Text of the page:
A South Carolina girl reportedly died after she was injured during a classroom fight earlier this week.
The Colleton County Sheriff’s Office and the school district confirmed the fifth-grader died on March 27 at a hospital in Charleston, WLTX reported.
“The Colleton County School District has learned from law enforcement officials that the student transported to the Medical University of South Carolina passed away on March 27 at 9:39 a.m.,” the school district said in confirming the little girl’s death.
HEARTBREAKING: We just got word that fifth-grade girl injured in a classroom fight has passed away.
Her name wasn’t released by school officials.
“We are devastated by this news, and we want our communities to keep their thoughts and prayers with the student’s family at this time,” the district also said.
School officials said they will “focus on providing needed support services to our students, teachers, staff, and community, while also providing updates on the Colleton County Sheriff’s Office’s investigation into this matter through our website.”
The district also said it is suspending its Facebook page “so we can better focus on providing the care that our stakeholders need at this time,” without elaborating.
JUST IN: Sad news to share in the case of the fifth-grade S.C. girl who was injured in an elementary school fight.
According to WLTX, the fight broke out at Forest Hills Elementary School, and teachers ended the fight as soon as possible before calling for paramedics.
The girl was taken to a nearby hospital for her injuries, but she was later airlifted to the Medical University of South Carolina in Charleston.
The State newspaper posted a photo of a GoFundMe in the case, but it’s not clear if the girl in the photo is the one who passed away.
Amid an investigation into the matter, one student has been suspended.
It’s not clear if any students will be charged with a crime in the case.
The nature of the girl’s injuries were not disclosed by police or school officials.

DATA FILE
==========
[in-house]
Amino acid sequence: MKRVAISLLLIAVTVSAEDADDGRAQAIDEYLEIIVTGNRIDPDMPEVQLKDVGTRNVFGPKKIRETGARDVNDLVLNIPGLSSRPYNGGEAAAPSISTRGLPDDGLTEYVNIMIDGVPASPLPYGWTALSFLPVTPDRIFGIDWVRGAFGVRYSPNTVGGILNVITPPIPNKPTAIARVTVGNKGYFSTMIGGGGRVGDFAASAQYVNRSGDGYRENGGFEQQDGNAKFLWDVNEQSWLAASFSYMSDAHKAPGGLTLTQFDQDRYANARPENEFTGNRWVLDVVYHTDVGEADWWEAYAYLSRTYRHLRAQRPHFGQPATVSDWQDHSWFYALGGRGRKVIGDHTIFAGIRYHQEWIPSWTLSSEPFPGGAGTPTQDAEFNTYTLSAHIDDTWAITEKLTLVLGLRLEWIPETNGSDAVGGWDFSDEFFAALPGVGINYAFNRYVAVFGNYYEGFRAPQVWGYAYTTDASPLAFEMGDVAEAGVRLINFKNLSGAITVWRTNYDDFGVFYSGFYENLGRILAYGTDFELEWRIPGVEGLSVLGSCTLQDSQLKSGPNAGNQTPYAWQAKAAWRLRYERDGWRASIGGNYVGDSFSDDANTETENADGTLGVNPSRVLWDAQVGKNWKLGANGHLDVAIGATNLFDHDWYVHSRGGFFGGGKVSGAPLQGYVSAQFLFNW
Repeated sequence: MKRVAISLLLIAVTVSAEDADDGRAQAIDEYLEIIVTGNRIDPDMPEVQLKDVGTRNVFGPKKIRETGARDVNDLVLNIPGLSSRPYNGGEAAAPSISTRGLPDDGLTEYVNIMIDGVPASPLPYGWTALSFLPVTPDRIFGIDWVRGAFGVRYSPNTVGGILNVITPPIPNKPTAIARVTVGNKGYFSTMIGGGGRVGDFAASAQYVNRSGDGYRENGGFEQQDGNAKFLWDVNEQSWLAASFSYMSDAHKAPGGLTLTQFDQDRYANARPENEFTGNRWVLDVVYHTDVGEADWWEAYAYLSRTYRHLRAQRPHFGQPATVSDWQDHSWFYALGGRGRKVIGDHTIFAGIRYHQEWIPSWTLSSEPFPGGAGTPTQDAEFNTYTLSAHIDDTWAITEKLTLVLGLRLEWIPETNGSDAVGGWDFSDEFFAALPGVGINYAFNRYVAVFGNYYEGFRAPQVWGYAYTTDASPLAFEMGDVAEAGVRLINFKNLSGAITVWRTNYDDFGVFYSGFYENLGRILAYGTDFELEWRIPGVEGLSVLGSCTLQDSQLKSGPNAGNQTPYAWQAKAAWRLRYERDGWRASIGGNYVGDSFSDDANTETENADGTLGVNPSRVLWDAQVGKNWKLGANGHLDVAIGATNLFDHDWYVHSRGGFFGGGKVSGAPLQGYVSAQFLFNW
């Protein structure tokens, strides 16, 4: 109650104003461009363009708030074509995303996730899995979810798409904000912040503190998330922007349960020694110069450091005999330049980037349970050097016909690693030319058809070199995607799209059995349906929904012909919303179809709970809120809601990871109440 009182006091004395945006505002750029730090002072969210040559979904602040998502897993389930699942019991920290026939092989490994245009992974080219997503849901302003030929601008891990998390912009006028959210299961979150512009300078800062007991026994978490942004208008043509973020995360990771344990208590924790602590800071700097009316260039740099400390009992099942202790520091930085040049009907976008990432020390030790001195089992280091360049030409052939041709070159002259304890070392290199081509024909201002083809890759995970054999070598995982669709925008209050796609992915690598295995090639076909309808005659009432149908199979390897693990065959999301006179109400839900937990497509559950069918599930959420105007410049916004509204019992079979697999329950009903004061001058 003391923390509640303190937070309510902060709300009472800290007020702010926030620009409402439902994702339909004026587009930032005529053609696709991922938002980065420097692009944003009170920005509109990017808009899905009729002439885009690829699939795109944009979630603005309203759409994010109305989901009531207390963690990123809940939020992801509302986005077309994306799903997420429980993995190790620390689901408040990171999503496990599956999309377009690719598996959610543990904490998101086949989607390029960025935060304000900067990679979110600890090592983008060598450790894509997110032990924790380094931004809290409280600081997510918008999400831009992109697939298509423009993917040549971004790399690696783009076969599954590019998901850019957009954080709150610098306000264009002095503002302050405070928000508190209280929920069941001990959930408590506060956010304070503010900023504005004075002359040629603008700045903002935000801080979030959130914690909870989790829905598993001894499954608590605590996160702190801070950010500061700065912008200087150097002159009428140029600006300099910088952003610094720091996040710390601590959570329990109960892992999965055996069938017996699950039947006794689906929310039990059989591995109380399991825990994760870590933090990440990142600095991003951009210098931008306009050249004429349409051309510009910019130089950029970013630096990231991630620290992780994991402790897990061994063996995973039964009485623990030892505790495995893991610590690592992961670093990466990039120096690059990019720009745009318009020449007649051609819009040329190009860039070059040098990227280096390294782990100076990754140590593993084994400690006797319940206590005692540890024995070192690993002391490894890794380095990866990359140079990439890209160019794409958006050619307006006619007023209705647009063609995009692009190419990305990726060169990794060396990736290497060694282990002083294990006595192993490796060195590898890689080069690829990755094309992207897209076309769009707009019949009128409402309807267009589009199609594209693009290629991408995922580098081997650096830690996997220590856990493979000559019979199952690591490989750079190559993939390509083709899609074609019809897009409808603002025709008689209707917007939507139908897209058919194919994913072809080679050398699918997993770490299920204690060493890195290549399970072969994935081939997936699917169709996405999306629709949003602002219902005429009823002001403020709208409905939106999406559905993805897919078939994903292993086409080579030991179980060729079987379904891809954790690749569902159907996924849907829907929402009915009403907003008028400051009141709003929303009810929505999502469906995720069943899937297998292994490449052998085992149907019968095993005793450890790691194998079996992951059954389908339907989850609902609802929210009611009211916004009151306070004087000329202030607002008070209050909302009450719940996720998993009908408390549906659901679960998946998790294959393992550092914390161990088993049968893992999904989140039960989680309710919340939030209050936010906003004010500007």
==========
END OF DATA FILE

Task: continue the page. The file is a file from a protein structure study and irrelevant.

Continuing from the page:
No other details have been provided.
Missing Children in the United States
There were 464,324 missing children reported in the FBI’s National Crime Information Center (NCIC) in 2017, according to the National Center for Missing and Exploited Children.
Under federal law, when a child is reported missing to law enforcement authorities, they must be entered into the database. In 2016, there were 465,676 entries.
“This number represents reports of missing children. That means if a child runs away multiple times in a year, each instance would be entered into NCIC separately and counted in the yearly total. Likewise, if an entry is withdrawn and amended or updated that would also be reflected in the total,” the center said.
In 2017, the center said it had assisted officers and families with more than 27,000 missing children. In those cases, 91 percent were endangered runaways and 5 percent family abductions.
Nancy McBride, the executive director of Florida Outreach at the National Center for Missing and Exploited Children, said most of the runaways involve technology.
“[Technology] has great benefits and some potential risks,” McBride told USA Today in 2017. “It’s important to stay plugged into their lives.” Tech is utilized by online predators, McBride said, who exploit gaps when the child’s relationship with their parents is not the best.
About one in seven children reported missing to the center in 2017 were likely to be victims of child sex trafficking, the center said.